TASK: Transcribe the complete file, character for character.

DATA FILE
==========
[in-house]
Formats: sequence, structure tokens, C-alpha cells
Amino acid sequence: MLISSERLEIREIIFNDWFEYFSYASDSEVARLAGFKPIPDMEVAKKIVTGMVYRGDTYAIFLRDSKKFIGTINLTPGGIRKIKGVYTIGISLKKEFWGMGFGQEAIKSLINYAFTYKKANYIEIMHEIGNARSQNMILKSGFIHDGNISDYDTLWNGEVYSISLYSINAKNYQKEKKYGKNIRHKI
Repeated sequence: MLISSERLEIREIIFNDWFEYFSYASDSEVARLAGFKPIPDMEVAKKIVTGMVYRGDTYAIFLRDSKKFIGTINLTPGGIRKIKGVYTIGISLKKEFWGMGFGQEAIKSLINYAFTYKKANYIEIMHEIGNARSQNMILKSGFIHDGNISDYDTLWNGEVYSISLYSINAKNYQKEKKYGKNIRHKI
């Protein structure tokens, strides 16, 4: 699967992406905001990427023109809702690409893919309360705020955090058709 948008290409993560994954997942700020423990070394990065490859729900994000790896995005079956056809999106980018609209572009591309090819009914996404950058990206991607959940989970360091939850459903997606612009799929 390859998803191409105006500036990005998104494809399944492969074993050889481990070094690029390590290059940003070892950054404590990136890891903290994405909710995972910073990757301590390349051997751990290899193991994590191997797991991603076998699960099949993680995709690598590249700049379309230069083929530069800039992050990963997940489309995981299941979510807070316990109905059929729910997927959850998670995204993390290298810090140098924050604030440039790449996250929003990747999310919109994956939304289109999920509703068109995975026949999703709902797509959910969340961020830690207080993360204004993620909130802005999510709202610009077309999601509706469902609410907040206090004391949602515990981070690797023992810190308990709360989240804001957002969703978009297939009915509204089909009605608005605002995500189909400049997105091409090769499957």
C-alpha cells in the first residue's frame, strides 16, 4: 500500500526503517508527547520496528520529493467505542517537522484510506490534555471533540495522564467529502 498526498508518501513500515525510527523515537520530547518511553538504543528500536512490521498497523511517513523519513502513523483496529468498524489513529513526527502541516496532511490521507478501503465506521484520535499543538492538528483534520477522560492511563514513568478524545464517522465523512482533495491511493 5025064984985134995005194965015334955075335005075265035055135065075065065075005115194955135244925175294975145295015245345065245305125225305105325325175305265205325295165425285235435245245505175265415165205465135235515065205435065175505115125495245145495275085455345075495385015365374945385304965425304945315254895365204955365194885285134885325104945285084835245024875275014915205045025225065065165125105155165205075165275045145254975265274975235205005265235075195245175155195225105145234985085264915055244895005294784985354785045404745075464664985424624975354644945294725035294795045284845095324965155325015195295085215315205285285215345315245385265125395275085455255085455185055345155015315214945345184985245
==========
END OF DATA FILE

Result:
[in-house]
Formats: sequence, structure tokens, C-alpha cells
Amino acid sequence: MLISSERLEIREIIFNDWFEYFSYASDSEVARLAGFKPIPDMEVAKKIVTGMVYRGDTYAIFLRDSKKFIGTINLTPGGIRKIKGVYTIGISLKKEFWGMGFGQEAIKSLINYAFTYKKANYIEIMHEIGNARSQNMILKSGFIHDGNISDYDTLWNGEVYSISLYSINAKNYQKEKKYGKNIRHKI
Repeated sequence: MLISSERLEIREIIFNDWFEYFSYASDSEVARLAGFKPIPDMEVAKKIVTGMVYRGDTYAIFLRDSKKFIGTINLTPGGIRKIKGVYTIGISLKKEFWGMGFGQEAIKSLINYAFTYKKANYIEIMHEIGNARSQNMILKSGFIHDGNISDYDTLWNGEVYSISLYSINAKNYQKEKKYGKNIRHKI
């Protein structure tokens, strides 16, 4: 699967992406905001990427023109809702690409893919309360705020955090058709 948008290409993560994954997942700020423990070394990065490859729900994000790896995005079956056809999106980018609209572009591309090819009914996404950058990206991607959940989970360091939850459903997606612009799929 390859998803191409105006500036990005998104494809399944492969074993050889481990070094690029390590290059940003070892950054404590990136890891903290994405909710995972910073990757301590390349051997751990290899193991994590191997797991991603076998699960099949993680995709690598590249700049379309230069083929530069800039992050990963997940489309995981299941979510807070316990109905059929729910997927959850998670995204993390290298810090140098924050604030440039790449996250929003990747999310919109994956939304289109999920509703068109995975026949999703709902797509959910969340961020830690207080993360204004993620909130802005999510709202610009077309999601509706469902609410907040206090004391949602515990981070690797023992810190308990709360989240804001957002969703978009297939009915509204089909009605608005605002995500189909400049997105091409090769499957």
C-alpha cells in the first residue's frame, strides 16, 4: 500500500526503517508527547520496528520529493467505542517537522484510506490534555471533540495522564467529502 498526498508518501513500515525510527523515537520530547518511553538504543528500536512490521498497523511517513523519513502513523483496529468498524489513529513526527502541516496532511490521507478501503465506521484520535499543538492538528483534520477522560492511563514513568478524545464517522465523512482533495491511493 5025064984985134995005194965015334955075335005075265035055135065075065065075005115194955135244925175294975145295015245345065245305125225305105325325175305265205325295165425285235435245245505175265415165205465135235515065205435065175505115125495245145495275085455345075495385015365374945385304965425304945315254895365204955365194885285134885325104945285084835245024875275014915205045025225065065165125105155165205075165275045145254975265274975235205005265235075195245175155195225105145234985085264915055244895005294784985354785045404745075464664985424624975354644945294725035294795045284845095324965155325015195295085215315205285285215345315245385265125395275085455255085455185055345155015315214945345184985245